During my phone interview before the five-day silent mindfulness retreat, I asked the teacher if anyone had ever lost her mind. She laughed and said no, as if no one had ever asked that question before. This was worrisome. Obviously, she had never spent time alone with my brain. It wasn't so much the not talking, although I am a talker and I do love to elicit people's stories from them—it was the being aware of my own thoughts for five days that sincerely scared the hell out of me.
I'd discovered meditation after my husband's terminal cancer diagnosis. Six months after his death, I took an eight-week mindfulness-based stress reduction course with the same organization hosting the retreat. In fact, it was a prerequisite. And yet, I wasn't sure I could survive five days of meditating with 40 other people in silence. I told myself that I could always leave. It's not like I was in a foreign land and they'd confiscated my passport.
It was recommended that we turn off our phones throughout the retreat, that we not call or text people, so we stayed in a mindful state, not breaking our silence. I gave my sister who was watching my kids the name and phone number of the retreat facility. When I arrived in my dorm room, I checked my emails, texts, calls and Facebook, and then I put my phone in airplane mode and got ready to go to the main house. As I was leaving, I automatically went to pick up my phone; I never leave home without it. But what was the point? I put it down and left feeling incomplete.
We gathered in a large room with wooden floors and windows that looked out onto the lush grounds. The majority of people there were women like me: middle-aged. Some had been doing these retreats for years; others were new, too. Perhaps I wasn't so original in my newfound interest. I wondered what had brought them here, even as I tried not to have any expectations for myself.
Each day, we met in the morning and started the day with yoga, then our teachers would give us some guidance before we meditated for 30-40 minutes. We would do mindful walking around the first floor of the building, we would meditate again, do yoga and then eat. This was the cycle of our days. And each day, I turned off my alarm in the morning and held my phone in my hand momentarily until I realized that it had served its only purpose for the day.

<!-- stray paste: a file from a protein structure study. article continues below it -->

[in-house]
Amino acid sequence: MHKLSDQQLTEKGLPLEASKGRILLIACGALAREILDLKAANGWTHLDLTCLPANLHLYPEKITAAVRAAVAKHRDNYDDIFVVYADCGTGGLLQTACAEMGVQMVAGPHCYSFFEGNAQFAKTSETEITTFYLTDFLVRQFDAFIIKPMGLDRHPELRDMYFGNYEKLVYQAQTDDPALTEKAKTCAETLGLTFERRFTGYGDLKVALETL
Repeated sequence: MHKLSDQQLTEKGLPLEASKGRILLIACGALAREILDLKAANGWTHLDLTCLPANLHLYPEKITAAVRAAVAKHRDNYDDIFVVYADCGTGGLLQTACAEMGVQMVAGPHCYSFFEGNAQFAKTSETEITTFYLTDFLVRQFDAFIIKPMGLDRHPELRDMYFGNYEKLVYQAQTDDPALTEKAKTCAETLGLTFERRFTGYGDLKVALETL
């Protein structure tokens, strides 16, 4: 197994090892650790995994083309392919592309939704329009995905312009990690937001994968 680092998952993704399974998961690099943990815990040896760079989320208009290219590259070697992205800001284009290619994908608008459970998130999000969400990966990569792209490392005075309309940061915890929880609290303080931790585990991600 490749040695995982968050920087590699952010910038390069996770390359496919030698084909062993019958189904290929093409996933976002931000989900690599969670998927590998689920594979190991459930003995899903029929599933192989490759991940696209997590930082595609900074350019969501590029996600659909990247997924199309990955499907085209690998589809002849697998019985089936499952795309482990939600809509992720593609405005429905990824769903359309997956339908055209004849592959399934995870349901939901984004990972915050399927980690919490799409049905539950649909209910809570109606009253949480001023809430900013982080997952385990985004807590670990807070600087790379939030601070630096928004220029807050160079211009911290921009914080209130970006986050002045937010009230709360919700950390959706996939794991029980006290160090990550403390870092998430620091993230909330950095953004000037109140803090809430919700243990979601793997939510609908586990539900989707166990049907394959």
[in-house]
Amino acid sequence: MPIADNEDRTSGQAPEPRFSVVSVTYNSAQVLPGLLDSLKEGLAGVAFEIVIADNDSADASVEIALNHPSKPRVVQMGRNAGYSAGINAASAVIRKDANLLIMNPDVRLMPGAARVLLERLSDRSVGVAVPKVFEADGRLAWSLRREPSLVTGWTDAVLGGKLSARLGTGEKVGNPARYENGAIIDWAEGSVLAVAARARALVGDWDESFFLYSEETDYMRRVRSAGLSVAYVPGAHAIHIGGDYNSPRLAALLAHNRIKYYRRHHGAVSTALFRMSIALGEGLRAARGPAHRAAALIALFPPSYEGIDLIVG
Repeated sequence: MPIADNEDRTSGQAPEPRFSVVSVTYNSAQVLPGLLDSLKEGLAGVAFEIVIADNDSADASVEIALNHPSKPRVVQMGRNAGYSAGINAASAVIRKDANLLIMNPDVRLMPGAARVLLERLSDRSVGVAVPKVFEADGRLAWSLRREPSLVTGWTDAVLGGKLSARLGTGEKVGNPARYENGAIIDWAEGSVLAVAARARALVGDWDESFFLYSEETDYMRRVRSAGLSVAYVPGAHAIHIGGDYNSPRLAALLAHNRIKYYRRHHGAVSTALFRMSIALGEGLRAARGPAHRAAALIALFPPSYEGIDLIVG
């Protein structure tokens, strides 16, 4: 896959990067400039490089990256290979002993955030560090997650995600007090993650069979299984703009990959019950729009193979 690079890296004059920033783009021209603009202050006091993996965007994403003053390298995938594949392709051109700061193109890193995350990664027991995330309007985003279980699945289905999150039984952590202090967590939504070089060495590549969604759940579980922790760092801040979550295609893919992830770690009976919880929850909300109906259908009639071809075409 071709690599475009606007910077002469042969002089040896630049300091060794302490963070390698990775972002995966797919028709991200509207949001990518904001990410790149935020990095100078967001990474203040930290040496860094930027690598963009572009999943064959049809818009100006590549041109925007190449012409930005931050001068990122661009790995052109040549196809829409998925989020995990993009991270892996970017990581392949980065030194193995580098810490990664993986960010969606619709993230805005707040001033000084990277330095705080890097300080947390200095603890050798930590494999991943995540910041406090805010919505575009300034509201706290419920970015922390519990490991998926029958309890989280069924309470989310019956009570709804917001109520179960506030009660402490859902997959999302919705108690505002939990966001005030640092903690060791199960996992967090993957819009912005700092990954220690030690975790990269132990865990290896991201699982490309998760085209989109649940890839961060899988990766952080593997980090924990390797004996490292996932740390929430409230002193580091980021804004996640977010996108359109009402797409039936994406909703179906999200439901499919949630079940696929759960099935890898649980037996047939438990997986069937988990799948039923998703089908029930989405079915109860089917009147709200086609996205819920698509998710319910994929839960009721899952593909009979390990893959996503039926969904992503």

It was ridiculously hard. There were times I cried through sitting meditation. One afternoon, I found myself craving radish toast, an appetizer my husband used to make. As we broke for lunch, I realized I was hugging myself, an infant self-soothing. Seriously? Crying over radish toast? I was losing my mind, and no one was stopping me. Afterward, I walked the grounds before joining the others for lunch. No one followed me, no one consoled me, and I was left on my own. As was everyone else. Throughout our teachers reminded us that our silence was a gift not only to ourselves but to other people too, who had come for their own experiences.
On the third night, I awoke in the middle of the night with a headache that originated in my neck, wound up the side of my head and ended with the sensation that someone was squeezing the hell out of my eyeball. I was nauseated with pain. Somehow I'd forgotten to pack any painkillers. Turned out I was indeed a stranger in a strange land held captive, as I couldn't drive to a pharmacy, and if I could have left at that point, I would have gone home.
This retreat wasn't working out the way I expected, even though I'd explicitly told myself not to have any expectations. I wanted something out of it. Why would I sign up for this torture, if I wasn't going to get something out of it? What I wanted was to have a clear idea of what my next step in life was. I was now the only parent of two children. For the last ten years, I'd been a caregiver for my in-laws and husband, but who was I now that no one was dying?
Later, at breakfast I broke silence and whispered to a couple, "Advil?" Thankfully, she was carrying.
It wasn't until the last day, when we were finally free to talk, that the benefits of silence became clear. As people told their life stories, the ones they always tell on first meeting, and gave their impressions of the retreat, I found it overwhelming, even jarring. I realized that for five days, no one knew my story and I was glad. I'd experienced these meditations, stretches, meals and thoughts without the influence of anyone else's experiences. Plus, I hadn't had to analyze my experience to explain it to others.
When I turned on my phone, I saw I'd missed nothing. Normally, I start my day phone in hand with other people's thoughts filling my head—what I should buy, what I should be afraid of, who I should vote for and whether I love people enough to cut and paste a post—before my feet touch the floor. There were no calls, no texts, no urgent emails. Planet Earth had kept spinning quite nicely without me checking in.
At the end of the retreat, I still didn't know my next step. I hadn't lost my mind. I'd found it. It was noisy, restless and a bit scary, but it was mine. As I start the second half of my life—my life as a widow, as a single mom—I'm no longer afraid to know my own mind.